WRF Fellowships

Fellowship Overview

The Washington Research Foundation (WRF) operates at the intersection of academic research, technology development, public and private investment, philanthropy and industry. They have a strong track record of supporting innovation in the life sciences and engineering, from early research to commercialization. The WRF works with nonprofit research institutes to support a cycle of innovation that helps de-risk promising technologies while still in the institution and then invests early to support new companies spinning out from those same organizations. 

Health economics and outcomes research (HEOR) is increasingly being used at earlier stages of product development for healthcare and life sciences to inform decision making. While this expertise is commonly available at larger companies it may be unaffordable to smaller companies or academic researchers that have arguably the greatest need for that kind of service. The WRF-HEOR Fellowship aims to address this gap by providing high quality health economic and outcomes research services to WRF mission-related companies coming from qualified institutions in Washington state while also providing a valuable training activity for graduate students at Washington state research institutions.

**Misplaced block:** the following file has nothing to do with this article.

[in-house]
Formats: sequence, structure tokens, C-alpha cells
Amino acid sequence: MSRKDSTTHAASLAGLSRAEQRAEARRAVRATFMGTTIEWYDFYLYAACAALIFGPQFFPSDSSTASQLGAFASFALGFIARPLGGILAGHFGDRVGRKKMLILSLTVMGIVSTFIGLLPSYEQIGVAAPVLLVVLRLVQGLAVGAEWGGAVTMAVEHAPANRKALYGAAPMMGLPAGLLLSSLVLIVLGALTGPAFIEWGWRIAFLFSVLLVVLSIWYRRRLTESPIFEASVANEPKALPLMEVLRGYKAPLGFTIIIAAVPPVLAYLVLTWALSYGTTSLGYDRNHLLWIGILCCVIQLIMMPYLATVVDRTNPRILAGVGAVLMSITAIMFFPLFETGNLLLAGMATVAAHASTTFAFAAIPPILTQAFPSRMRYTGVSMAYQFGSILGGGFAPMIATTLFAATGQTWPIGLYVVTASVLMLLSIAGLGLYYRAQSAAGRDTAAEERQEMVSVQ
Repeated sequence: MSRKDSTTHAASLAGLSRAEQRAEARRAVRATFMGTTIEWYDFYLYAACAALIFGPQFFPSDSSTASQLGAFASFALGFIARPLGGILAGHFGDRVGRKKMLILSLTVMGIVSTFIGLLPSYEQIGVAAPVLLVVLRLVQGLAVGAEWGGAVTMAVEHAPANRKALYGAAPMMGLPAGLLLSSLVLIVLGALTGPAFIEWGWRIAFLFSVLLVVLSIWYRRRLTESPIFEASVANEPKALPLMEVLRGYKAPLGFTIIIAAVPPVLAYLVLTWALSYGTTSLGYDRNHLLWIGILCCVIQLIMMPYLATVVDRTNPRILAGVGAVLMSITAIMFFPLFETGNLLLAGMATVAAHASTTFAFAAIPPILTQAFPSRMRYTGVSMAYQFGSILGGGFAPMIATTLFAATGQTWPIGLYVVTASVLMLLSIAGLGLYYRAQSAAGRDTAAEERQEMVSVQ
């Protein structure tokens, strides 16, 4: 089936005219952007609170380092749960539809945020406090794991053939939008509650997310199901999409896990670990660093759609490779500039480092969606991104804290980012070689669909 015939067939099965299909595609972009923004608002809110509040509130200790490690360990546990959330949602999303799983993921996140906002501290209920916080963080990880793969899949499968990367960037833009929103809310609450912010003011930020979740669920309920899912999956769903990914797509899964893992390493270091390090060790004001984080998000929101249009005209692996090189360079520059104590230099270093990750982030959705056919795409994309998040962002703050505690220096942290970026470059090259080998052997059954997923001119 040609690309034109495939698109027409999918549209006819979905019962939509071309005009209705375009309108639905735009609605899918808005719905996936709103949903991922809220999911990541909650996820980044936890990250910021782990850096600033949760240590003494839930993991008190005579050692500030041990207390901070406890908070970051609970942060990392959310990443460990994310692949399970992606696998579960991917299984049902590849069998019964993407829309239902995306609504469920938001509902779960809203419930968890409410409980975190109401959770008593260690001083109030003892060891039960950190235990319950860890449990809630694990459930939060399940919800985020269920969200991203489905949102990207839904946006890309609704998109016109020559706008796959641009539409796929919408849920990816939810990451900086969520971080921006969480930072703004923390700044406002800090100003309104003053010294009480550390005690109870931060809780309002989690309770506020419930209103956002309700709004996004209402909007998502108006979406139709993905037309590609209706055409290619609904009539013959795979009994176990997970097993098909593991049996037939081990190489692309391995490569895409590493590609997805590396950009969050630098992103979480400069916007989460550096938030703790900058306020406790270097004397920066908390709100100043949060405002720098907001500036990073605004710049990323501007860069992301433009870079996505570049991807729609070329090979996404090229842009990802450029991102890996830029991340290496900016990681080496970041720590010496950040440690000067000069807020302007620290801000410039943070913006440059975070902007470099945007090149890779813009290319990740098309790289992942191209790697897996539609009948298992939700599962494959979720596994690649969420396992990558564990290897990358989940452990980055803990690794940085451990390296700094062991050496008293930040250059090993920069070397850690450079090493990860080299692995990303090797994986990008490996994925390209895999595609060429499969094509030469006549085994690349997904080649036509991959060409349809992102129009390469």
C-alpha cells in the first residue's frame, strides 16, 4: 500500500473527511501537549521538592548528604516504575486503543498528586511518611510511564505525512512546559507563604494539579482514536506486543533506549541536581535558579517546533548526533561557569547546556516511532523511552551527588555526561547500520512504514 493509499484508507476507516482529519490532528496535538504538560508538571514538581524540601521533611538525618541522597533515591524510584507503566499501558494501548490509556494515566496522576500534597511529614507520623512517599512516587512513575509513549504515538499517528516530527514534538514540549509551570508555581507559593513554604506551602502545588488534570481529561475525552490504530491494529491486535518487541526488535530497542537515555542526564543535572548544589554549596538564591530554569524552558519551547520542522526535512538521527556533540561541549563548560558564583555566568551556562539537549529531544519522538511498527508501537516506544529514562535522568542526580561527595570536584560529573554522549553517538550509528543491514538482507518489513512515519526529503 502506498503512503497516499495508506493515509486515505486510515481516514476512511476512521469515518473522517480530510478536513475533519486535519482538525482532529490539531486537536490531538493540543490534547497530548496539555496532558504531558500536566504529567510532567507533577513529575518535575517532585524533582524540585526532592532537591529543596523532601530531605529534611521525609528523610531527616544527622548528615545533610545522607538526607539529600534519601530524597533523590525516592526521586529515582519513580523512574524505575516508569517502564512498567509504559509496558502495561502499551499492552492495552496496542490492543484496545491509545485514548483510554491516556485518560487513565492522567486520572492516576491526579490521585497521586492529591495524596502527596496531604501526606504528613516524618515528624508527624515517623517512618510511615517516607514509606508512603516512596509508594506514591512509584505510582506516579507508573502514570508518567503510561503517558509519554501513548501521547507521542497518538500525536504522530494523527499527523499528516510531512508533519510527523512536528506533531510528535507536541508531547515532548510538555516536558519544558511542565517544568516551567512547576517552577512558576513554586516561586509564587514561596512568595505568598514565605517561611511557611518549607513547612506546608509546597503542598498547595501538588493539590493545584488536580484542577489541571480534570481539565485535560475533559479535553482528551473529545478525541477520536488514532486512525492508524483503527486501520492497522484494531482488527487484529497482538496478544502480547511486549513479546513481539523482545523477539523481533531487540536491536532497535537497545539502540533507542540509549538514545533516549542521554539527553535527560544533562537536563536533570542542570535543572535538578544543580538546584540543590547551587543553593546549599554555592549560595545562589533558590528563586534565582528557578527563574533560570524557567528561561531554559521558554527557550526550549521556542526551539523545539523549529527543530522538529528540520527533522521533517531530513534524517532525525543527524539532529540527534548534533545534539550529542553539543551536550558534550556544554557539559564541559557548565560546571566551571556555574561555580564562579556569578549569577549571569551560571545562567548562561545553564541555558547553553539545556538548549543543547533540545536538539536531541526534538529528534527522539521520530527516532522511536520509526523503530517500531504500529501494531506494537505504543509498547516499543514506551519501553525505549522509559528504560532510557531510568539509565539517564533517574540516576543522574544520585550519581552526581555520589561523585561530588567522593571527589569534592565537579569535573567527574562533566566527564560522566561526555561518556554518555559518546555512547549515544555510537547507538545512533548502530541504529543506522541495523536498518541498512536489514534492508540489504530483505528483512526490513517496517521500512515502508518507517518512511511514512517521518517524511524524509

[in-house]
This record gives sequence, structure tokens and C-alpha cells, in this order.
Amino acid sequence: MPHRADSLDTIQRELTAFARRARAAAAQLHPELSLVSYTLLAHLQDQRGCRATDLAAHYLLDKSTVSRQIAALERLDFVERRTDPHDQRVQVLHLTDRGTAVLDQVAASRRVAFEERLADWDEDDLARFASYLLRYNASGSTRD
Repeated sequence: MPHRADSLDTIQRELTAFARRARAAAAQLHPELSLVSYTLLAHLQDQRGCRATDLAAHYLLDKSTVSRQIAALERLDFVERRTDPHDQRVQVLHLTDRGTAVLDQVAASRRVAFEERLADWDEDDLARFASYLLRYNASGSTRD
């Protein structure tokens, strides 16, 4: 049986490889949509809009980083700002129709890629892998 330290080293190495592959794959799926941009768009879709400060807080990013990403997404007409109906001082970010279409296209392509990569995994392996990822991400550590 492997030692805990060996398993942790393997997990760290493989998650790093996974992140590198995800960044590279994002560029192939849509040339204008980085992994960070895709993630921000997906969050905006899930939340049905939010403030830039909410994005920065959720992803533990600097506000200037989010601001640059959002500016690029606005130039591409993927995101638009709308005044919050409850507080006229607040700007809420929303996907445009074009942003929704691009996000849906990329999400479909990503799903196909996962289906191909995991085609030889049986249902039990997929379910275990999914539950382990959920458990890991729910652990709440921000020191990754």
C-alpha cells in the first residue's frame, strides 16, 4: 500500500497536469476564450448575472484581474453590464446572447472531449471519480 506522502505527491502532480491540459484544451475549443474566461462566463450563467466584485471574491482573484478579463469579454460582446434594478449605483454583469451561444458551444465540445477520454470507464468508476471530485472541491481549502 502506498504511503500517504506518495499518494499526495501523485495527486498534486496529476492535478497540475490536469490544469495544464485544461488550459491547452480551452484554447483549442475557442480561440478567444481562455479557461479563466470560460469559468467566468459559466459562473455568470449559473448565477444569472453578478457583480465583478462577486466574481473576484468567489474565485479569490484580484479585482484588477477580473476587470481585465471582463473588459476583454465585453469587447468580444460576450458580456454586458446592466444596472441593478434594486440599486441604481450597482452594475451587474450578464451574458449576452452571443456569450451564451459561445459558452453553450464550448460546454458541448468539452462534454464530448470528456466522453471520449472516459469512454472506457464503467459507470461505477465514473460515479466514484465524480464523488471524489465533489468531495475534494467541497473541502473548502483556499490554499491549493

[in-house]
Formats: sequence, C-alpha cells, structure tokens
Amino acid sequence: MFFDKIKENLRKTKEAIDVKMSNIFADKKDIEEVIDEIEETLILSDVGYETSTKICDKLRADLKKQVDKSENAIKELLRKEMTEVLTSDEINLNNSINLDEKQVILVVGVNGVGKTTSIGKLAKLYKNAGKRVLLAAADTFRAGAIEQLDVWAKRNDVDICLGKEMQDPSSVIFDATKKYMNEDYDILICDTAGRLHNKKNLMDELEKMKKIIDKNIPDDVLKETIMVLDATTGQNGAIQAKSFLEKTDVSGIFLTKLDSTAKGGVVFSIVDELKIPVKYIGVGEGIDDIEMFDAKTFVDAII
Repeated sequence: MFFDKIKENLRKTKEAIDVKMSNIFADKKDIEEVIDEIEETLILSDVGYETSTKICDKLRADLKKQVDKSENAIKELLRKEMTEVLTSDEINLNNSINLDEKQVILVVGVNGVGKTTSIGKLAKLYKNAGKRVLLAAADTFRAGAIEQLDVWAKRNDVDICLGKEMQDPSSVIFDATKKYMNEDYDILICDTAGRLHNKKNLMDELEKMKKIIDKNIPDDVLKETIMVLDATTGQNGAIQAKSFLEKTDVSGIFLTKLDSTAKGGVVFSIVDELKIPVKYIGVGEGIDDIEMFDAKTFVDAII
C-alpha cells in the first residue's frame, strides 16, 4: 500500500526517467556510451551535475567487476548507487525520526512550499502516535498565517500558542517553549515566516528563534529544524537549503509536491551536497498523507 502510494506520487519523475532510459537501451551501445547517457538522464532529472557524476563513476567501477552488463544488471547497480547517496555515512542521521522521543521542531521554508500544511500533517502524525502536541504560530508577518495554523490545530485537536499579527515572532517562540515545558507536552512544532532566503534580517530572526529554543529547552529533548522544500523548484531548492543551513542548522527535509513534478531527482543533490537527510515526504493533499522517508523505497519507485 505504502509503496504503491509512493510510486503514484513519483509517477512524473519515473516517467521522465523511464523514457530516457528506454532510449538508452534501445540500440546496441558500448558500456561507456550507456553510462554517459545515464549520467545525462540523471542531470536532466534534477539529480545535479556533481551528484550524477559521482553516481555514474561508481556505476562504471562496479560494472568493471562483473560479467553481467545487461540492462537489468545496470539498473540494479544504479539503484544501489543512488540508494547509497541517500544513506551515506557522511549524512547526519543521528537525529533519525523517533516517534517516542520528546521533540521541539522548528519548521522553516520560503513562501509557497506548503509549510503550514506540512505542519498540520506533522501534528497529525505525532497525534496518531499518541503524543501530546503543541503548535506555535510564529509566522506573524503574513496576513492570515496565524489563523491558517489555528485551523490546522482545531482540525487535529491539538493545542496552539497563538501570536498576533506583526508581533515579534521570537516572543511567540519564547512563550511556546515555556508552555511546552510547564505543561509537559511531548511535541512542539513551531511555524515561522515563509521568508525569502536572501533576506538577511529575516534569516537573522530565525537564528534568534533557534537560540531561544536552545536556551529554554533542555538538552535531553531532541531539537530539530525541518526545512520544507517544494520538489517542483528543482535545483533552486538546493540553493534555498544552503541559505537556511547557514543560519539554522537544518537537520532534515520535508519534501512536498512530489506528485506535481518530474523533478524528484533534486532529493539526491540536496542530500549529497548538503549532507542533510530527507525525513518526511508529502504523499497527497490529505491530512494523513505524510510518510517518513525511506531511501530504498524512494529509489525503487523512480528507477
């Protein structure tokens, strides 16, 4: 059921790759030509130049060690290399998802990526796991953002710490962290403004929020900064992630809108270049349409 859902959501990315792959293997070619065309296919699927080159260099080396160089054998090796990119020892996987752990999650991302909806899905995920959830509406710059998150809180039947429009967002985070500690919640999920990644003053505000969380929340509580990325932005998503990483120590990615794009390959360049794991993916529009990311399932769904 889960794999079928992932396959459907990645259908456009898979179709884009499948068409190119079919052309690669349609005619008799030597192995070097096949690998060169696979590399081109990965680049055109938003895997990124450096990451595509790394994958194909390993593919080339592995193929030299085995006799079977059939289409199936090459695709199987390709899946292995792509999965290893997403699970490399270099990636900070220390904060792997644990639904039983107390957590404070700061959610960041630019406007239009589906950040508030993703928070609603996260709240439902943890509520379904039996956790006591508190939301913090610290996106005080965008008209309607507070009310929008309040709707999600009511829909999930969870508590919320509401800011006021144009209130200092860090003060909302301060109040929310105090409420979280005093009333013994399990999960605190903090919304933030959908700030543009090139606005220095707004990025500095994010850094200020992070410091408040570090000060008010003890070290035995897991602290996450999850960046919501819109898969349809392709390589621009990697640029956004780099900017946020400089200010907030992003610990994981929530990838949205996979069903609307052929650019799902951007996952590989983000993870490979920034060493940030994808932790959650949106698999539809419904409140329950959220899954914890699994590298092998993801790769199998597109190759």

Fellows are paired with a Principal Investigator who is developing a novel technology in this early phase and are tasked with building an analytic framework to predict the potential value of the technology and to guide further development toward commercialization. The typical project takes about a year to complete and involves building a cost-effectiveness model, producing detailed results and projections, presenting findings to the PI and the WRF team, and preparing a final report. Fellows are also encouraged to publish their findings in peer-reviewed journals. 

Fellows & Projects 

Current Fellows

Lauren Strand, MS